Tom DeLay: "Conviction politician"

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Rich Lowry, editor of the National Review, makes an amusing Freudian slip in his column today on the Abramoff scandal. He writes:

There are two deeply rooted sources of corruption in Washington. One is that many members of Congress believe that they would be making much more than their $160,000-a-year salaries if they were in some other line of work. This sense is compounded when they watch their former 30-year-old aides go to work on K Street for $300,000 a year. This is how someone like Tom DeLay — otherwise a conviction politician — justifies playing the best golf courses in the world on someone else's dime and getting special interests to funnel easy money to his wife. [Emphasis added.]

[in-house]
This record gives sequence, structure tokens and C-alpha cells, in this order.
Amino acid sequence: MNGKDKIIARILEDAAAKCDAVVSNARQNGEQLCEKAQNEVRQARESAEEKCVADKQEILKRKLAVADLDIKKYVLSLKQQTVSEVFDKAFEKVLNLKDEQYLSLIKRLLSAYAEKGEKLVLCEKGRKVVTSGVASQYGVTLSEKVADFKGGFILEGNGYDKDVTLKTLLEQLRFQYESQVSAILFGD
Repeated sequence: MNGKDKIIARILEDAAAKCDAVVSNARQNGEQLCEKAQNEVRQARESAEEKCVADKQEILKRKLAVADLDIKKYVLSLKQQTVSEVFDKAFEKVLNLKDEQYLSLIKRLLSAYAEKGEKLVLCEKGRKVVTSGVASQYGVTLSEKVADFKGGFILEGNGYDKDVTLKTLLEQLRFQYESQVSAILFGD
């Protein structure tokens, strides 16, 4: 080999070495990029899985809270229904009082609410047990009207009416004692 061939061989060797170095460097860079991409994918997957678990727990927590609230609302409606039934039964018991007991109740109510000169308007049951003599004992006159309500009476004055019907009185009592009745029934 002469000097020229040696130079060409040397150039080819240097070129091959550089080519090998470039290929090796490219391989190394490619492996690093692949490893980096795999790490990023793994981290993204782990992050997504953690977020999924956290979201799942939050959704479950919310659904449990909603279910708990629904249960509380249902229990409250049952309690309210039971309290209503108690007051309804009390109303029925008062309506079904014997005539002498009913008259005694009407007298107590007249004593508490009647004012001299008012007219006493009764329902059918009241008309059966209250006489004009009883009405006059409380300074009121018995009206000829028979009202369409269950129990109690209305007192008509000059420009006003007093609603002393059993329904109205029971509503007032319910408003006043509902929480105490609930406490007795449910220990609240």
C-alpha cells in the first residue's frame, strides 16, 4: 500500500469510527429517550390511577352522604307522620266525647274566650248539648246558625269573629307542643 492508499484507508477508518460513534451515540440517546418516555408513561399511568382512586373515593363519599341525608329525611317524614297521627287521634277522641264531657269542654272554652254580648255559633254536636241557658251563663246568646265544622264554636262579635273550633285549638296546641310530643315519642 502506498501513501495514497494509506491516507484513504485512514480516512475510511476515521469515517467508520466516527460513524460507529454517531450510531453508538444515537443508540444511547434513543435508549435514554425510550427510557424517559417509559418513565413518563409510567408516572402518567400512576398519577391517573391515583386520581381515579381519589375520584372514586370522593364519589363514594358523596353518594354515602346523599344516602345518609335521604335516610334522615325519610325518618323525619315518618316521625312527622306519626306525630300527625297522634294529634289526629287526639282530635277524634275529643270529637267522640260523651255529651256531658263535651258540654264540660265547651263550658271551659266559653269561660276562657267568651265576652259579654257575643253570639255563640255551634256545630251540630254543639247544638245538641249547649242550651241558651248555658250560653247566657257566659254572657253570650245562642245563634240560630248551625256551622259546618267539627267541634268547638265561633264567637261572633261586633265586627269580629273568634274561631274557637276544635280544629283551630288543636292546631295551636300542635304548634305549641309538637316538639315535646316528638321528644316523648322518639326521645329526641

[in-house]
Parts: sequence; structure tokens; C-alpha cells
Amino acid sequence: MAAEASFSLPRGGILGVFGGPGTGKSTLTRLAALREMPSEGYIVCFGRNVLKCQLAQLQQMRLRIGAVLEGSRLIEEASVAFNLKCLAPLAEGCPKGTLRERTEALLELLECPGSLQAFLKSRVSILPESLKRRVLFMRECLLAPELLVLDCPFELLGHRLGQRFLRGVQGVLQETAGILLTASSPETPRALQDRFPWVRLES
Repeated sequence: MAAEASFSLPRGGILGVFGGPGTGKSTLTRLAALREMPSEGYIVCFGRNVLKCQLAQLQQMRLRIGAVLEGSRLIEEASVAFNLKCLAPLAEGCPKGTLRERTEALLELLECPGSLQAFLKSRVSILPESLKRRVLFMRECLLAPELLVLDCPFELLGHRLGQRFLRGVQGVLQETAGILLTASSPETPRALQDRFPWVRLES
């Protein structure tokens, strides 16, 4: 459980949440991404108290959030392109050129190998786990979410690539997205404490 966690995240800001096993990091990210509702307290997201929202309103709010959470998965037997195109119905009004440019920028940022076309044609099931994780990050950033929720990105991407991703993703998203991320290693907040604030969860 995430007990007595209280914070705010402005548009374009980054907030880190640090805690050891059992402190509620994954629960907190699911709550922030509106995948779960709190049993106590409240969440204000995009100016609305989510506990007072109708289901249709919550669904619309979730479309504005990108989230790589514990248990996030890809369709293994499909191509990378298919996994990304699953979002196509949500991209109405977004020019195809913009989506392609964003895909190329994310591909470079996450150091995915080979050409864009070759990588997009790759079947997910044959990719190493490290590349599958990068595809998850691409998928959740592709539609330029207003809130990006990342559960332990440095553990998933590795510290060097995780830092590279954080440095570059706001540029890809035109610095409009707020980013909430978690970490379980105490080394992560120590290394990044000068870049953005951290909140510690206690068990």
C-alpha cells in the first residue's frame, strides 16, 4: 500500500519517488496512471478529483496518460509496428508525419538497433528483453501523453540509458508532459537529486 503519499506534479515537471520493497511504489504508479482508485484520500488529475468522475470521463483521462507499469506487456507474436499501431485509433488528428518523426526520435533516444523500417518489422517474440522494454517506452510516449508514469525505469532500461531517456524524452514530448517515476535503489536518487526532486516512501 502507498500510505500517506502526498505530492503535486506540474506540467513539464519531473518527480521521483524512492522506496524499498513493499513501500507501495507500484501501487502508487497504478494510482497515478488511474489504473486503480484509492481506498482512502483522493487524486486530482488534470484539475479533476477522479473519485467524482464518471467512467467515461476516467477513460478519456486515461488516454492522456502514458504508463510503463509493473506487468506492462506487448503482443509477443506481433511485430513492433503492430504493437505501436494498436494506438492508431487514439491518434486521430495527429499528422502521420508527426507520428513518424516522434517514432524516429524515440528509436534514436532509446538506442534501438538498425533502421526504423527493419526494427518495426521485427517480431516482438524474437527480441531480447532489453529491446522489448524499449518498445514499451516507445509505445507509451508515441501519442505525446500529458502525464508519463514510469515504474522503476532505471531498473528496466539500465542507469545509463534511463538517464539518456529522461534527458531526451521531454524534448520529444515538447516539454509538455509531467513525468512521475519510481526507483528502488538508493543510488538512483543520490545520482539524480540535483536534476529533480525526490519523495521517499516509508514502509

I know Lowry is using the Right's vernacular for someone who is supposedly motivated by conviction. But given DeLay's self-induced legal problems, it's fun to think that soon he actually will be a politician of conviction. Possibly several convictions, in fact! [Thanks, Matt!]